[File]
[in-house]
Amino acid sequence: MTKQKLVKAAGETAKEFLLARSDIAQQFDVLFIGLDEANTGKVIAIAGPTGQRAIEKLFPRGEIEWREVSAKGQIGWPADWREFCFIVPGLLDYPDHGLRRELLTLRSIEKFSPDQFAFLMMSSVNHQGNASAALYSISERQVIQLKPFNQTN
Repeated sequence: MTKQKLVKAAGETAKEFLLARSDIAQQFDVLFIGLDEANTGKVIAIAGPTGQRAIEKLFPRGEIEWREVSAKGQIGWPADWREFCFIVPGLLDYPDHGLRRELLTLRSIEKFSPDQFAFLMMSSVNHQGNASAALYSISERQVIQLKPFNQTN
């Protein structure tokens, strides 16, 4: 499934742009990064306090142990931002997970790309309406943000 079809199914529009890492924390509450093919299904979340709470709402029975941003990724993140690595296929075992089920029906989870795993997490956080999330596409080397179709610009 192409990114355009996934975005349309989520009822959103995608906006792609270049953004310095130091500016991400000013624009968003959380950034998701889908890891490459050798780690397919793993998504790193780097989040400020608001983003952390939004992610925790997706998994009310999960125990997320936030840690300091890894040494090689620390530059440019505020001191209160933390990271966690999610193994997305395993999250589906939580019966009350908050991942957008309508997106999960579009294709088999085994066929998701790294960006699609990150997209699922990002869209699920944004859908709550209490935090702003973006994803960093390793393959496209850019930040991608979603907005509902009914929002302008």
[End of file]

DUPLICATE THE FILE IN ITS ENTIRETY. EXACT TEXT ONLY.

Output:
[in-house]
Amino acid sequence: MTKQKLVKAAGETAKEFLLARSDIAQQFDVLFIGLDEANTGKVIAIAGPTGQRAIEKLFPRGEIEWREVSAKGQIGWPADWREFCFIVPGLLDYPDHGLRRELLTLRSIEKFSPDQFAFLMMSSVNHQGNASAALYSISERQVIQLKPFNQTN
Repeated sequence: MTKQKLVKAAGETAKEFLLARSDIAQQFDVLFIGLDEANTGKVIAIAGPTGQRAIEKLFPRGEIEWREVSAKGQIGWPADWREFCFIVPGLLDYPDHGLRRELLTLRSIEKFSPDQFAFLMMSSVNHQGNASAALYSISERQVIQLKPFNQTN
């Protein structure tokens, strides 16, 4: 499934742009990064306090142990931002997970790309309406943000 079809199914529009890492924390509450093919299904979340709470709402029975941003990724993140690595296929075992089920029906989870795993997490956080999330596409080397179709610009 192409990114355009996934975005349309989520009822959103995608906006792609270049953004310095130091500016991400000013624009968003959380950034998701889908890891490459050798780690397919793993998504790193780097989040400020608001983003952390939004992610925790997706998994009310999960125990997320936030840690300091890894040494090689620390530059440019505020001191209160933390990271966690999610193994997305395993999250589906939580019966009350908050991942957008309508997106999960579009294709088999085994066929998701790294960006699609990150997209699922990002869209699920944004859908709550209490935090702003973006994803960093390793393959496209850019930040991608979603907005509902009914929002302008």